• 454/pyrosequencing – Greasy diner food: You know, diner food is hit or miss. My first next-gen experiences were with 454, and in hindsight, were a complete waste of time. That’s not to say it’s all garbage, but like Illumina, it had to mature. If you’ve ever watched the food network, you’ll probably have come across the show “Diners, Drive-ins and Dives”, you’ll know that you can get some pretty high-end greasy diner food. For me, 454 has gone from the worst of the dives to being a pretty decent greasy-spoon. I wouldn’t want to eat it every meal, but I’m happy to do it once in a while, as long as we balance it with some veggies, or maybe some sushi. (-:
  • SOLiD – Chinese food: Most people think of stuff like Lemon-Chicken, or spring rolls as typical chinese food, but SOLiD reminds me of Chinese wedding food. It’s finicky and doesn’t always work – and isn’t accessible for everyone. eg. Chicken Feet just isn’t my thing. Of course, if you’re a chinese banquet chef, you can get it working and you get some pretty fantastic food, but it seems that it takes a lof of finicky work to get it looking and tasting good. Those who like it like it, like it a lot. Much like Chinese food, you either get it or you don’t. My limited experience with SOLiD data tells me that it’s a pain in the back end to work with, but pretty rewarding when it finally all comes together.
  • Pacific Biosciences – SoufflĂ©.: I still think of PacBio as my favourite of the technologies. It’s the one that I most want to see succeed, and that has the most “neat” technology. Kind of having Star Trek technology materialise in front of your eyes. Unfortunately, it’s also the one that appears to have the most roadblocks in the sense that it seems hardest to get good meaning out of. As a food, for me, it would be a soufflĂ©. Personally, I’m not sure how much effort would be required to get it to work, nor if the end result will be the perfect meal or if it’ll all collapse flat and fail miserably. That said, I know it has the potential to be the best damn meal ever, if only the risk/uncertainty can be surmounted.
  • Oxford Nanopore – Astronaut ice-cream: Nanopore is the food that everyone tells me is great, that is completely space-age, completely revolutionary – and yet I just don’t see it at the grocery store. The concept is neat, but I just don’t know who’s buying it yet. Is it even available? Obviously I’m shopping at the wrong place.
  • Ion Torrent – A baguette… after MacGyver has jury rigged it to be the wings of a supersonic air plane. That is to say, they’ve made something fantastic out of what appear to be very basic ingredients. Seriously, they do some neat stuff with computer chips and it is pretty damn cool. They’ve used what appears to be off the shelf parts and some seriously fantastic engineering to deliver a really awesome platform. What can I say, I’m looking forward to sandwiches sponsored by Ion Torrent at a conference one day – it’ll be some fine food, I’m sure.
  • Sanger/ABI – McDonalds basic burger: I probably didn’t need to include this one, but it’s pretty clear where it’s at. Using Sanger sequencing today is pretty un-fulfilling. It’s cheap, it’s quick, and it just takes care of a very minimal need. Much like the assembly line burger at McDonalds – it’ll fill you up and take care of a burning hunger… but it’s not gourmet, and leaves you less than filled – but it’s cheap. I’m not convinced it’s more reliable than any the next gen – but it’s familiar and consistent.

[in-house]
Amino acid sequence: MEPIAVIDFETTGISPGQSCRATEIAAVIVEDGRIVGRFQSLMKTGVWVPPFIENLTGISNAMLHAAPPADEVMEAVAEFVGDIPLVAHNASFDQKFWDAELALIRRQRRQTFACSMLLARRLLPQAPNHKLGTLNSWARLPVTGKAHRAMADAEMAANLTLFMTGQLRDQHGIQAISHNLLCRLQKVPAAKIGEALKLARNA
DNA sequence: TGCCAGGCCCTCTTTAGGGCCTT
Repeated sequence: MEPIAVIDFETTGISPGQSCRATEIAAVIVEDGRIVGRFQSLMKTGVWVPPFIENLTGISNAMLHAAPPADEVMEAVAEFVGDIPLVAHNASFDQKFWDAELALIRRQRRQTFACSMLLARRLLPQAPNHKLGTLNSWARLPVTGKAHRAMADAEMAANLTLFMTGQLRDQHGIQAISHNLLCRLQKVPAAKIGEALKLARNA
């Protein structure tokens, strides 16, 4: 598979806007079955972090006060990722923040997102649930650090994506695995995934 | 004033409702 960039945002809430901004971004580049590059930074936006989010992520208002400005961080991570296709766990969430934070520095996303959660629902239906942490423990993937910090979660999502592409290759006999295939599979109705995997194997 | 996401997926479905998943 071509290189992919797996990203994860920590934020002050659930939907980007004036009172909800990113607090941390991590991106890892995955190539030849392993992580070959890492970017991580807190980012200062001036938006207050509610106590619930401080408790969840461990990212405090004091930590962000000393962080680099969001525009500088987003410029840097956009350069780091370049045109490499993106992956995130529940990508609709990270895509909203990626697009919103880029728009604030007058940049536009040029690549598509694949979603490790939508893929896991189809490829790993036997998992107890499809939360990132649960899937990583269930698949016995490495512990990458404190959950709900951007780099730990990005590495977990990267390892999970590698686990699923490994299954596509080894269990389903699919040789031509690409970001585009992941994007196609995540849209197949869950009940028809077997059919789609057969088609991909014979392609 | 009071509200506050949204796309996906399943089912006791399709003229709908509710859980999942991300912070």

All in all, it’s a pretty strange menu. Did I miss anything? Feel free to add your own food analogies.

Occam’s Typewriter…

Just in case there’s anyone who reads my blog who’s been on a transatlantic flight, or trapped in a mine.. or by some other excuse hasn’t seen twitter or the net all day, I wanted to bring a new Blog Consortia to your attention.

Naturally, all new blog groups have to come up with ever-increasingly cooler names. This one is no exception: Occams’ typewriter is clearly the best name I’ve heard yet. (Indeed, I’m jealous that I haven’t figured out how to get Occam’s name into my own blog title yet.)

Furthermore, several of my favorite bloggers are now there: Richard Grant (aka “Confessions of a (former) Lab Rat”), Cath Ennis (is it Ok to use your last name here?) (aka “VWXYNot?” and Erika Cule of “Blogging the PhD”. In fact, I highly suggest checking out the other bloggers as well.

Unfortunately for the typewriter crew, I think that the move to their new home was a bit premature, and likely caused by yet another Nature Blogs bug – while I can still get over to my blog over there, it seems many others were accidentally locked out. Despite the premature move, I think they’re off to a great start. I’m looking forward to many excellent posts and discussions.

Good luck guys, be careful wielding your razors, typewriters and other implements of destruction.

Today’s Music of the Day – Carmina Burana

Another one of my favorite pieces in the classical style is Carmina Burana. It has a neat history, with the texts having been found in a monastery and later put to music by Carl Orf. One of the most popular parts of the music is the “O Fortuna” piece, frequently used in movies that want a medieval sounding theme.

One of my favourite musical passages of all time is at 40:12 in this video, the “In taberna quando sumus”. It’s an incredibly odd piece of music, but just works somehow.

Next Gen Course Material

I stumbled upon some really neat presentations that are in use for a week (?) long course in next gen sequencing called ANGUS. I took a look through a few presentations and was rather impressed. Though, I should say that a lot of the slides in the chip-seq section came straight from my blog – so hey, that’s pretty cool.

In any case, if you have a few minutes and need a quick introduction to any next gen topics, you should check it out.

Here are all of the presentations, and this is the main page for the course.